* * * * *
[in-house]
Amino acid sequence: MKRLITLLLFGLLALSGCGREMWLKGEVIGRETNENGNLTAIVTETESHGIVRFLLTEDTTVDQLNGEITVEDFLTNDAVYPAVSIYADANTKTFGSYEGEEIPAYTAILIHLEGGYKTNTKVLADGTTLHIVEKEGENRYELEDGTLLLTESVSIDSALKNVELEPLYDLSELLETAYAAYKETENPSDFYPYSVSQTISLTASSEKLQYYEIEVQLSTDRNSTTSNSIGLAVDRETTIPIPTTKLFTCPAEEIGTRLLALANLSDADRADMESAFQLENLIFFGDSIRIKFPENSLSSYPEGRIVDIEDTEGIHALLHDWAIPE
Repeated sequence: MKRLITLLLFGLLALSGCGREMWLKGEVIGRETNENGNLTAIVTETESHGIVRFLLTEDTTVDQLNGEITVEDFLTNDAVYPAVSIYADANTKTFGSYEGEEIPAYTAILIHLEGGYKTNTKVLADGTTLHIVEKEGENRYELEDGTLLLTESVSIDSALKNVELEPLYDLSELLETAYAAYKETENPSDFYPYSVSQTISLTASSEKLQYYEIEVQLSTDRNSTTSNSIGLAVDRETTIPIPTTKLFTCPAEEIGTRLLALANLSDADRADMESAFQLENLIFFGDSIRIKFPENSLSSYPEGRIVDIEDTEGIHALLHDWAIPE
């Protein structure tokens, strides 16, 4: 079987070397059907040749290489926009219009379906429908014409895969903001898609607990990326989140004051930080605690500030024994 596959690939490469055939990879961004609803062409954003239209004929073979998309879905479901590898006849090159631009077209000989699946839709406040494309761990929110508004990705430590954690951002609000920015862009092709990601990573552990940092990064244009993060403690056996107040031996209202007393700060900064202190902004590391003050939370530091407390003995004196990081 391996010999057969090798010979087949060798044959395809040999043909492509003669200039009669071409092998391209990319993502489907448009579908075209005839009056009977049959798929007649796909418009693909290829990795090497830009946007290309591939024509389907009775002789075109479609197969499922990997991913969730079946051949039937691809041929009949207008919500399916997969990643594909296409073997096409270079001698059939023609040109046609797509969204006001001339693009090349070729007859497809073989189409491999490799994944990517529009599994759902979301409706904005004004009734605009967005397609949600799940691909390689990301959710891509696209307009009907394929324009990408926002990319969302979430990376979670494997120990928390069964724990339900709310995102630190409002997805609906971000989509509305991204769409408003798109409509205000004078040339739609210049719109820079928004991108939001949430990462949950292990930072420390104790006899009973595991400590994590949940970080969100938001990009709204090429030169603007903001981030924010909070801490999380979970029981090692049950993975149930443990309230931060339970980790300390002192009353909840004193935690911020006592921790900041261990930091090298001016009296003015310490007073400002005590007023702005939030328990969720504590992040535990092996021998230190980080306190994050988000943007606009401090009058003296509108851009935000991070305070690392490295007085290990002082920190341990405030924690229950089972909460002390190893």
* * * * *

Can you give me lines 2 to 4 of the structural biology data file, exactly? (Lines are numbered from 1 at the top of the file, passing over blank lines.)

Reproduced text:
Amino acid sequence: MKRLITLLLFGLLALSGCGREMWLKGEVIGRETNENGNLTAIVTETESHGIVRFLLTEDTTVDQLNGEITVEDFLTNDAVYPAVSIYADANTKTFGSYEGEEIPAYTAILIHLEGGYKTNTKVLADGTTLHIVEKEGENRYELEDGTLLLTESVSIDSALKNVELEPLYDLSELLETAYAAYKETENPSDFYPYSVSQTISLTASSEKLQYYEIEVQLSTDRNSTTSNSIGLAVDRETTIPIPTTKLFTCPAEEIGTRLLALANLSDADRADMESAFQLENLIFFGDSIRIKFPENSLSSYPEGRIVDIEDTEGIHALLHDWAIPE
Repeated sequence: MKRLITLLLFGLLALSGCGREMWLKGEVIGRETNENGNLTAIVTETESHGIVRFLLTEDTTVDQLNGEITVEDFLTNDAVYPAVSIYADANTKTFGSYEGEEIPAYTAILIHLEGGYKTNTKVLADGTTLHIVEKEGENRYELEDGTLLLTESVSIDSALKNVELEPLYDLSELLETAYAAYKETENPSDFYPYSVSQTISLTASSEKLQYYEIEVQLSTDRNSTTSNSIGLAVDRETTIPIPTTKLFTCPAEEIGTRLLALANLSDADRADMESAFQLENLIFFGDSIRIKFPENSLSSYPEGRIVDIEDTEGIHALLHDWAIPE
């Protein structure tokens, strides 16, 4: 079987070397059907040749290489926009219009379906429908014409895969903001898609607990990326989140004051930080605690500030024994 596959690939490469055939990879961004609803062409954003239209004929073979998309879905479901590898006849090159631009077209000989699946839709406040494309761990929110508004990705430590954690951002609000920015862009092709990601990573552990940092990064244009993060403690056996107040031996209202007393700060900064202190902004590391003050939370530091407390003995004196990081 391996010999057969090798010979087949060798044959395809040999043909492509003669200039009669071409092998391209990319993502489907448009579908075209005839009056009977049959798929007649796909418009693909290829990795090497830009946007290309591939024509389907009775002789075109479609197969499922990997991913969730079946051949039937691809041929009949207008919500399916997969990643594909296409073997096409270079001698059939023609040109046609797509969204006001001339693009090349070729007859497809073989189409491999490799994944990517529009599994759902979301409706904005004004009734605009967005397609949600799940691909390689990301959710891509696209307009009907394929324009990408926002990319969302979430990376979670494997120990928390069964724990339900709310995102630190409002997805609906971000989509509305991204769409408003798109409509205000004078040339739609210049719109820079928004991108939001949430990462949950292990930072420390104790006899009973595991400590994590949940970080969100938001990009709204090429030169603007903001981030924010909070801490999380979970029981090692049950993975149930443990309230931060339970980790300390002192009353909840004193935690911020006592921790900041261990930091090298001016009296003015310490007073400002005590007023702005939030328990969720504590992040535990092996021998230190980080306190994050988000943007606009401090009058003296509108851009935000991070305070690392490295007085290990002082920190341990405030924690229950089972909460002390190893």